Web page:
Dog Wits and Bird Brains:
Thoughts on Animal Intelligence

Animal intelligence is a controversial topic, because we are determined to maintain some absolute distinction between ourselves and all the rest of life. For centuries, the "difference" was having a soul. Souls were at a premium; not too surprisingly, only white adult males had them for a while. Then they became a bone of contention, with learned clerics arguing over whether non-white humans, including females, had souls. (You will be relieved to know it was decided, in spite of some permanent objections, that they did.) Well, letting blacks, Orientals, women, and Indians have souls opened the floodgates. Pretty soon, dogs had souls too, and now folks are speculating about fish and flowers.

With the uniqueness of souls gone, humans identified "speech" as their exclusive enterprise, calling it "communication," which sounds so much more important than "talking." Only humans can "talk." But that didn't work out, because clearly and obviously other animals, even bugs, "communicate." And the meaning of "talk" got very sticky. Parrots and mynahs talk, for example, but supposedly they don't know what they are saying. The skeptic raises one eyebrow to ask if that isn't true of humans?

Recognizing that "speech" itself is a motor skill hardly signicant enough to make mankind the crown of creation, the focus began to shift coherent noise to the thought processes that underlie talking. Chimpanzees communicate with sign language, but that's just a "motor skill," probably mere imitation, the human supremacists say. After all, chimpanzees don't really have languages skills: they misuse words, make grammar errors, and use language simply to accomplish immediate selfish ends. There goes that eyebrow again.

The controversy over primate communication rages today somewhere. This set of essays includes a list of books you can buy or get from the library to learn more about both sides of the disagreement.

I stand in the middle of the battle myself. I do not believe that humankind has any unique differences from other animals, any more (or less) than cockroaches do. Looking at how thoroughly humans have messed up the planet and their own nests, looking at the terrible things we have done in the name of Reason, I can't get too excited about "intelligence" as the pinnacle of evolution.

Descartes, a philosopher who lived at about the same time as Shakespeare, came up with the dogma that animals are "meat robots." That is to say, all their behavior is instinctive rather than reasoned. They do what they are wired to do. A vast array of scientific research excuses savagery by denying that the animal feels ("in any meaningful sense," the sage adds with a ferrety wriggle). A lot of thinking people bought this foolishness, desperate for some way to justify human uniqueness. We aren't meat robots, after all. We don't eat breakfast because we have to, we choose to eat breakfast, to scratch itches, to breathe, to wear a "Save the Vole" T-shirt and vote Green.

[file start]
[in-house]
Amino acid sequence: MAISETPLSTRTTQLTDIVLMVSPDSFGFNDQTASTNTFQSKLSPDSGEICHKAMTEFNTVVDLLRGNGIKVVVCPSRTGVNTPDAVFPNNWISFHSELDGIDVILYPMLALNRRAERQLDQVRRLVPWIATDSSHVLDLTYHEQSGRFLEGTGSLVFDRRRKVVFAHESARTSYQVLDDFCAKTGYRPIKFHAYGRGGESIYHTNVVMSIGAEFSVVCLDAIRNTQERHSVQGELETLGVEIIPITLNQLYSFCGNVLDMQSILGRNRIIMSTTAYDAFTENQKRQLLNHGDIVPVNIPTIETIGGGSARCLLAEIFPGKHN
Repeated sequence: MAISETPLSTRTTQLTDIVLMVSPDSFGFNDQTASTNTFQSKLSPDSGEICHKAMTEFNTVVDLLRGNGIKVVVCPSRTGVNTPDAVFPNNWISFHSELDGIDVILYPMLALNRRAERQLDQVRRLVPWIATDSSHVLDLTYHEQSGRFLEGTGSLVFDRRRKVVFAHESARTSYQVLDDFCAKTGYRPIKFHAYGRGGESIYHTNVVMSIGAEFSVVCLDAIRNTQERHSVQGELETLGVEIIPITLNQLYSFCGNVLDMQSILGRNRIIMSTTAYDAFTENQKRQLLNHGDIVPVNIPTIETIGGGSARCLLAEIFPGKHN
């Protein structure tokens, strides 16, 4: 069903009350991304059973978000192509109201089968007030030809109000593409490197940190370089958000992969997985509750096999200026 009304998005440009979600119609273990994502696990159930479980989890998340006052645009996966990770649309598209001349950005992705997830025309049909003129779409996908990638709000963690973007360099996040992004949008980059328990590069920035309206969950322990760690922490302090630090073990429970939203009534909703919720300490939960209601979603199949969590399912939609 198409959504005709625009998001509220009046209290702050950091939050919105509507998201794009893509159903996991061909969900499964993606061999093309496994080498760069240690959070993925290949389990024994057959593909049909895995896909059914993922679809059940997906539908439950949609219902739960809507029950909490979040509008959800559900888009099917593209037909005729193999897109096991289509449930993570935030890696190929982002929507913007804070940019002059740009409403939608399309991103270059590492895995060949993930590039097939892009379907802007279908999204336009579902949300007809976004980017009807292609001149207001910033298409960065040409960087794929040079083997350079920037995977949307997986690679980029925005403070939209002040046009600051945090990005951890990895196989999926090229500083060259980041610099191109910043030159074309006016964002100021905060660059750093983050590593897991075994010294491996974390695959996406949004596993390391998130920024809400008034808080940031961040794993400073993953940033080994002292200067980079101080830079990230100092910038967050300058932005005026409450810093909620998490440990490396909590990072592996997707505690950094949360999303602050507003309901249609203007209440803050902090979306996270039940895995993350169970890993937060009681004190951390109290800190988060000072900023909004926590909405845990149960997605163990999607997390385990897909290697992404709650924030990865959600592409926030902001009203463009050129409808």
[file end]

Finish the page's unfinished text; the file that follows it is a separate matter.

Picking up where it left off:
Utter silliness that passed for science because it stroked our egos and stoked our prejudices. My dog (and co-author, Crom) eats his hamburger meatballs first, even though they contain medicine, because he likes them. And when I give him beef and barley or chicken and rice, there is always a bit of barley or rice in the bowl, rather than chicken or beef, when he's done. He chooses not to eat the last of the grain. I've watched him stand on the trail, deciding whether to keep going or turn back. Deciding: thinking about it and choosing. If his "instincts" decide for him, the difference between his processes and mine is lost on me.

The meat robot crowd is not worth arguing with, they are science fundamentalists no more interesting than the flat earth folks. In their current club, the Behaviorists, they have taken the stance that all animals, including humans, are meat robots. Big mistake politically, and they are in intellectual disgrace. They lost track, somehow, of the point of the "meat robot" theory, which was to identify the basis for humans' uniqueness, not to "debase" us.

But they have tainted our view of animals nonetheless. I have listened to veterinarians tell me that dogs don't feel pain. Right. And blacks have natural rhythm but can't do math, and Indians walk quieter than white people and understand Nature better, too. And women: Too emotional to be in charge. The "meat robot" crowd insists that animal behavior that looks like ours is just a coincidence.

The opposition team, unfortunately, carries its arguments much too far and becomes misty-eyed with emotion, which is a bad move in debate. Their grievous sin is "anthropomorphism," which is to say, assuming that all of creation is just like them: nice, friendly, eager for cinnamon in its latté, moved by mellow folk music, uncomfortably Democratic, preferring "Progressive" to "Liberal." The behaviorist emotions (assuming they have them) tend to be grim determination and steely-eyed certainty, which are just as silly but more functional in debate.

I'm a "continualist," I guess. That is to say, I can see the foundations of speech in the sound devices animals use to communicate, and I can see the seeds of thinking in animal behavior. Middle-of-the-road, but convinced that there is nothing significant that I can do and my dog can't. And an amateur. My essays are not authoritative by any means; they are, as the behaviorists who stand in the crowd holding rocks rather than tomatoes would say, "anecdotal."

I've spent fifty years observing animals with a relatively open mind, and ten concentrating on my resident hairy genius, Crom. The essays are the result of this informal course of study.

— Mick McAllister


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